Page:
I'm not trying to trick America here. I'm just trying to show a different side to the conflict that few people have the chance to see.
— Elizabeth O'Bagy (@lizobagy) September 7, 2013
The parallels to the run up to the Iraq War just keep coming. A key source for both Secretary of State John Kerry and Senator John McCain on the “moderate” rebels in Syria, Elizabeth O’Bagy, has been fired for fraud. Somewhere Curveball is smiling.
The Syria researcher whose Wall Street Journal op-piece was cited by Secretary of State John Kerry and Sen. John McCain during congressional hearings about the use of force has been fired from the Institute for the Study of War for lying about having a Ph.D., the group announced on Wednesday.
“The Institute for the Study of War has learned and confirmed that, contrary to her representations, Ms. Elizabeth O’Bagy does not in fact have a Ph.D. degree from Georgetown University,” the institute said in a statement. “ISW has accordingly terminated Ms. O’Bagy’s employment, effective immediately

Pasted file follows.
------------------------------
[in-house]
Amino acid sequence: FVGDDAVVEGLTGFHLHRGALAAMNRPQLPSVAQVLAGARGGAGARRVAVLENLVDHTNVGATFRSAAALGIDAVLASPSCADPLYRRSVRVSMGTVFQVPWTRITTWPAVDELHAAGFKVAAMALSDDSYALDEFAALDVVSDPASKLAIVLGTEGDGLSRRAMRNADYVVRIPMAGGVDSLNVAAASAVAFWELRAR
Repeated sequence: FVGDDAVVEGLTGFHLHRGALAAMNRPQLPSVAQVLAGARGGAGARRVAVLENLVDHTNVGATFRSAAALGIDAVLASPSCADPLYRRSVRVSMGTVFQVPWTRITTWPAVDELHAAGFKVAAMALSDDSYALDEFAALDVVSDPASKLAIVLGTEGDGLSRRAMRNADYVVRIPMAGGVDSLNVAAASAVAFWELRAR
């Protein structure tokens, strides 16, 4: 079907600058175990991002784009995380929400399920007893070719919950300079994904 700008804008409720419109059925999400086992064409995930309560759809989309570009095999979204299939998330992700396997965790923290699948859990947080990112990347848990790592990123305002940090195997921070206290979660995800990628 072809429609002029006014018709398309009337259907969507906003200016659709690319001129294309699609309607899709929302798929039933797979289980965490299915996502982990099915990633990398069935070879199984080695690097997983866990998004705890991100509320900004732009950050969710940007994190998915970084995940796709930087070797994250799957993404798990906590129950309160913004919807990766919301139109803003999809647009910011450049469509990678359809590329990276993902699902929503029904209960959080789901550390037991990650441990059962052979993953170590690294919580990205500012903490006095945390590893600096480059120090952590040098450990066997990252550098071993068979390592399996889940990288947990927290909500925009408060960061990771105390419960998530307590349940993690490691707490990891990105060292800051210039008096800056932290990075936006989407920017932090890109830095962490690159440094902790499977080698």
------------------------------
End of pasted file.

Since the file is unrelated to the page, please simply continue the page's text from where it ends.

But not just lying on her résumé about her qualifications but also about her connections to said “moderate” rebels. Her WSJ piece failed to make the disclosure that she worked and was essentially lobbying for the Syrian rebels.
But the piece had also come under fire for misrepresenting her affiliations. Originally the op-ed only listed O’Bagy, 26, as only “a senior analyst” at the ISW, later adding a clarification that disclosed her connection to a Syrian rebel advocacy group.
“In addition to her role at the Institute for the Study of War, Ms. O’Bagy is affiliated with the Syrian Emergency Task Force, a nonprofit operating as a 501(c)(3) pending IRS approval that subcontracts with the U.S. and British governments to provide aid to the Syrian opposition,” the WSJ added in its clarification.
If you needed yet another reason to back off this aggressive war here it is – the opposition is heavily influenced by Al Qaeda and those telling you differently have been caught lying. Although it could be reasonably argued the lack of a coherent justification for American military involvement should also be considered.
The more we learn about the claims being made to justify this war, the more unconvincing it is. The American people aren’t convinced and Congress – which saw the super secret “evidence” – is also unconvinced. We probably should not even be arming the Al Qaeda-linked rebels, let alone acting as their air force.